The ‘Free Officers’ ignited a revolt that deposed King Farouk on July 23, 1952. This was stated by Sadat on Egyptian radio.

Under President Gamal Abdel Nasser, he was promoted to Minister of State in 1954. He was also the editor of the ‘Al Gomhuria’ news daily, which was formed after the country obtained independence from the British.

In 1959, he rose through the ranks again to become Secretary of the National Union. He was elected President of the National Assembly the following year and served for eight years.

Under Nasser’s presidency, he was elected Vice President of Egypt in 1964. When he was re-elected five years later, he was able to keep his post.

After Nasser’s death in 1970, he took over as President. It was widely assumed that his presidency would be short, as most people saw him as Nasser’s puppet.
On May 15, 1971, Sadat launched his ‘Corrective Revolution,’ which aimed to remove the government of Arabic socialists and welcome an Islamic movement, proving the citizens of Egypt wrong.
Sadat backed a failed peace proposal for the ‘War of Attrition in 1971, which was rejected by both the US and Israel.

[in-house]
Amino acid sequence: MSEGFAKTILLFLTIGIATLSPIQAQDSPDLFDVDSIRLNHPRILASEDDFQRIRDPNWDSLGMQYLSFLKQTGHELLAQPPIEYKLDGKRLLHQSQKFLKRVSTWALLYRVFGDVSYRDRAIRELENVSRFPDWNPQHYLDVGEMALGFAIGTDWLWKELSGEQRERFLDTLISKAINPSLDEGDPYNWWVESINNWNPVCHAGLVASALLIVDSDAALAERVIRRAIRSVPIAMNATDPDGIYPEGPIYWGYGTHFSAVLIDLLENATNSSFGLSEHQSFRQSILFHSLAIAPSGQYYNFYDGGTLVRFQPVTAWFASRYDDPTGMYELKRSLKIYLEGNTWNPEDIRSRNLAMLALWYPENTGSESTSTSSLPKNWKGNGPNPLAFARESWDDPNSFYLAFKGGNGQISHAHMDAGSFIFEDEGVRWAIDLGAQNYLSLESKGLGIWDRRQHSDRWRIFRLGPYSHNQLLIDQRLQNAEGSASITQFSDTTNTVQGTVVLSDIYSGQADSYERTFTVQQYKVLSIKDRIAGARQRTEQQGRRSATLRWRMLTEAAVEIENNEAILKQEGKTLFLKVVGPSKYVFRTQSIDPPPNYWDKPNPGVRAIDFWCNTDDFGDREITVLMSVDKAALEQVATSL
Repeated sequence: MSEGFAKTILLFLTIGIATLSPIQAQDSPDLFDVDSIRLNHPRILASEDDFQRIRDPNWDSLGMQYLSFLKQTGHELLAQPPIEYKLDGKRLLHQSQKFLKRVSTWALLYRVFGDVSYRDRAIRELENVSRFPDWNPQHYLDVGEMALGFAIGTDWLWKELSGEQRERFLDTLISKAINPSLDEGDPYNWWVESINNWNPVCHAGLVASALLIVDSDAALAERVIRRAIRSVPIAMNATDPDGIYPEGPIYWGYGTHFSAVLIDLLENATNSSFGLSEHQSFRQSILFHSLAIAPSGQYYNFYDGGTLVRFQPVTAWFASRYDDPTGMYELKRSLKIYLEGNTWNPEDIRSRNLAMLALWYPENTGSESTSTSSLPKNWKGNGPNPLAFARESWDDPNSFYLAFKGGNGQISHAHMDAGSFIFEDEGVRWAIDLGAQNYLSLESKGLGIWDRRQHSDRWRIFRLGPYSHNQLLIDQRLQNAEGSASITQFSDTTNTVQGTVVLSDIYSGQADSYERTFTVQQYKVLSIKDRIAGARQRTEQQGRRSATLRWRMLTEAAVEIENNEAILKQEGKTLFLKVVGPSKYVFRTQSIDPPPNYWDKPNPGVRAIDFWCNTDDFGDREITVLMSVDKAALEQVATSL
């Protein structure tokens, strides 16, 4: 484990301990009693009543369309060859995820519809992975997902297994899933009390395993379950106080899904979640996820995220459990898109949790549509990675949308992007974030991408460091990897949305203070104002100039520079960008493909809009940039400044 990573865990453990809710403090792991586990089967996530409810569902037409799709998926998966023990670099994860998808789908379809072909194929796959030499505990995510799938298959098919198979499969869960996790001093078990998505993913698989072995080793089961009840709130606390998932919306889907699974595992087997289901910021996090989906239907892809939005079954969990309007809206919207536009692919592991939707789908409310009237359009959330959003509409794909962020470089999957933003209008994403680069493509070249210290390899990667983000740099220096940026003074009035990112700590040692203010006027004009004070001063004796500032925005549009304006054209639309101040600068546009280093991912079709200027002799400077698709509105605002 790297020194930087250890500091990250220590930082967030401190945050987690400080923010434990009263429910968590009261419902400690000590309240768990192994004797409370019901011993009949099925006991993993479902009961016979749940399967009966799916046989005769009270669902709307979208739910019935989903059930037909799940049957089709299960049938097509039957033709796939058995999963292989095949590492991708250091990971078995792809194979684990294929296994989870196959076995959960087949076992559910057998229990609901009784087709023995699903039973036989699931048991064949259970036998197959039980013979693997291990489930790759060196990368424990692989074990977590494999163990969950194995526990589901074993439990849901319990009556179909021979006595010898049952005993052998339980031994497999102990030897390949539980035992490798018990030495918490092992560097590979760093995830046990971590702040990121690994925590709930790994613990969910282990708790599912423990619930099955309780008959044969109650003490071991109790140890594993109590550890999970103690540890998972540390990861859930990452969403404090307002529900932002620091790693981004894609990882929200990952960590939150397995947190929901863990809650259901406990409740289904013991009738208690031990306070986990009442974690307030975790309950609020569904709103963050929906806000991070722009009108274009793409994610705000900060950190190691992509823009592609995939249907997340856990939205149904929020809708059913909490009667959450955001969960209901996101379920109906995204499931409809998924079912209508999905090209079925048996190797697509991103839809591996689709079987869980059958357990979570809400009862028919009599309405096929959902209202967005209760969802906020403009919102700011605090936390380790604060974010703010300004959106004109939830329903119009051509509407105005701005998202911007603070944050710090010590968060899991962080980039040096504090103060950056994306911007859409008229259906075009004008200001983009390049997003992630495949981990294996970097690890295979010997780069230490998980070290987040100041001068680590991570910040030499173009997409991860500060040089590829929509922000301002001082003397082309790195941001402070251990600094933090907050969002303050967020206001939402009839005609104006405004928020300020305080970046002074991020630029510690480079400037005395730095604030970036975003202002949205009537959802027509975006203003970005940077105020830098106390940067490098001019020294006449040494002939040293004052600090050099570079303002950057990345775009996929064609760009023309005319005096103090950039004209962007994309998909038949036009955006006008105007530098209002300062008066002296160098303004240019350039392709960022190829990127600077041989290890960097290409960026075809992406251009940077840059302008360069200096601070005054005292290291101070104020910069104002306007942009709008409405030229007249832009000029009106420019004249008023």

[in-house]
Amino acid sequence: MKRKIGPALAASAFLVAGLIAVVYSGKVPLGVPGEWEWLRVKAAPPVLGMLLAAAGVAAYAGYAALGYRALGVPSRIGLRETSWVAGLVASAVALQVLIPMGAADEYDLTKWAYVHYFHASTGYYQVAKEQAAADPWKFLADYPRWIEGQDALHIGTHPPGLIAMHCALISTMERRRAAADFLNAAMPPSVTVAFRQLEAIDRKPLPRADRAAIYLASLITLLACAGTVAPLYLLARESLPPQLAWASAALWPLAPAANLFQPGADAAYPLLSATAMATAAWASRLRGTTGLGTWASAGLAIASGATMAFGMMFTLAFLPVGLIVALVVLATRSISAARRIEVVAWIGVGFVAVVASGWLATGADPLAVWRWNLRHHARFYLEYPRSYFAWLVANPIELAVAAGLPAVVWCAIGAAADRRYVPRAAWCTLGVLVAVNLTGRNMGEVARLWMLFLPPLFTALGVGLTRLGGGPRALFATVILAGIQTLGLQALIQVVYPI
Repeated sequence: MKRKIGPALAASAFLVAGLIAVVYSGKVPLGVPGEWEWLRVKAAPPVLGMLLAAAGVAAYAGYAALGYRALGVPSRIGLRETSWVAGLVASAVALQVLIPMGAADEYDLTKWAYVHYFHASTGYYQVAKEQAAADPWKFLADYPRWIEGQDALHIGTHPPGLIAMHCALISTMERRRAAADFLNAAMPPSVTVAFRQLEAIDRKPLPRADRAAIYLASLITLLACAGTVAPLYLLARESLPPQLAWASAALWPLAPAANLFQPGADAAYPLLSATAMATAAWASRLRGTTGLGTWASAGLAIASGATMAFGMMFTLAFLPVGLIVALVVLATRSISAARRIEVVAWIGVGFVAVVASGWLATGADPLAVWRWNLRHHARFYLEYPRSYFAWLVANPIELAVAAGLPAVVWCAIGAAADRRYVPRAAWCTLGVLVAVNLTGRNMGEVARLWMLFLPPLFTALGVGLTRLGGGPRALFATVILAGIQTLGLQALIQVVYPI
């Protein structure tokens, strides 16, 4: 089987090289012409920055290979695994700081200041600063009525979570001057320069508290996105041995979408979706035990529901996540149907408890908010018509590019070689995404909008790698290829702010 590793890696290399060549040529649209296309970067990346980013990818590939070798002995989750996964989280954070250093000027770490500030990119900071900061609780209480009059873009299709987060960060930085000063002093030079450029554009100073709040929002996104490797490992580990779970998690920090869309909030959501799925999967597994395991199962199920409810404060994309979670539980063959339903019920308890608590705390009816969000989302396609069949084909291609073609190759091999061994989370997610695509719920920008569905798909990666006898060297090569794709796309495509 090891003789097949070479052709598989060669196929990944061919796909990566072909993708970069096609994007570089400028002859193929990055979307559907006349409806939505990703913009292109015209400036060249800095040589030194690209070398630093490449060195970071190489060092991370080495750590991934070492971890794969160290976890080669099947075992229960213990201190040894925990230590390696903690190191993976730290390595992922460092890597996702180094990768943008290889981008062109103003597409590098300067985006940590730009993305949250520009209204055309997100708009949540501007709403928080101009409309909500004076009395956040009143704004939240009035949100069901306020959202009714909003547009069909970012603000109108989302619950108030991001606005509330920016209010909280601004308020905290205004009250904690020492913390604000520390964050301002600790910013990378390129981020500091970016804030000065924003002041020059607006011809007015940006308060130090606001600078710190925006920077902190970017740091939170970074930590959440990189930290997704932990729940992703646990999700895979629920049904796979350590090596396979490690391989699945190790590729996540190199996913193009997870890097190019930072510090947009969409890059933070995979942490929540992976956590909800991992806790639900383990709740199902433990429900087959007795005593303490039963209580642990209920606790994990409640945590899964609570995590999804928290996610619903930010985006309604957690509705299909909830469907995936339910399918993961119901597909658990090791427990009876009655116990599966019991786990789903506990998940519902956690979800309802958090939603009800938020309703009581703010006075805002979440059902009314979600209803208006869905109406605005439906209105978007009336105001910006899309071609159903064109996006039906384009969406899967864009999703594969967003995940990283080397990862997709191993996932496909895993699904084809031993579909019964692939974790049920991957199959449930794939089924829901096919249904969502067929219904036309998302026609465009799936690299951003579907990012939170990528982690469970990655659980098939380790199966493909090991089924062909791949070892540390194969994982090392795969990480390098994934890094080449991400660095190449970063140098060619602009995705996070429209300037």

He launched the ‘Yom Kippur War,’ a surprise attack against Israel’s possession of the Sinai Peninsula, on October 6, 1973. He became renowned as the ‘Hero of the Crossing’ after that.

Sadat traveled to the United States in October 1975 to seek religious support from Evangelical Christians. He went to the Vatican the next year and received assistance from the Pope.
In 1977, the ‘Bread Riots’ opposed Sadat’s economic policy of raising the prices of basics like bread.

Following the ‘Camp David Accords’ with the West, he signed a peace deal with Israeli Prime Minister Ariel Sharon in 1979, which was unpopular in the Arab world and resulted in their expulsion from the Arab League.
In February 1981, he ordered the arrest of approximately 1,500 persons who opposed his government, which was extremely unpopular.

Sadat was slain by a Jihad group commanded by Khalid Islambouli at a victory parade on October 6, 1981, as a direct result of his unpopular judgments. Eleven more persons were killed in the attack.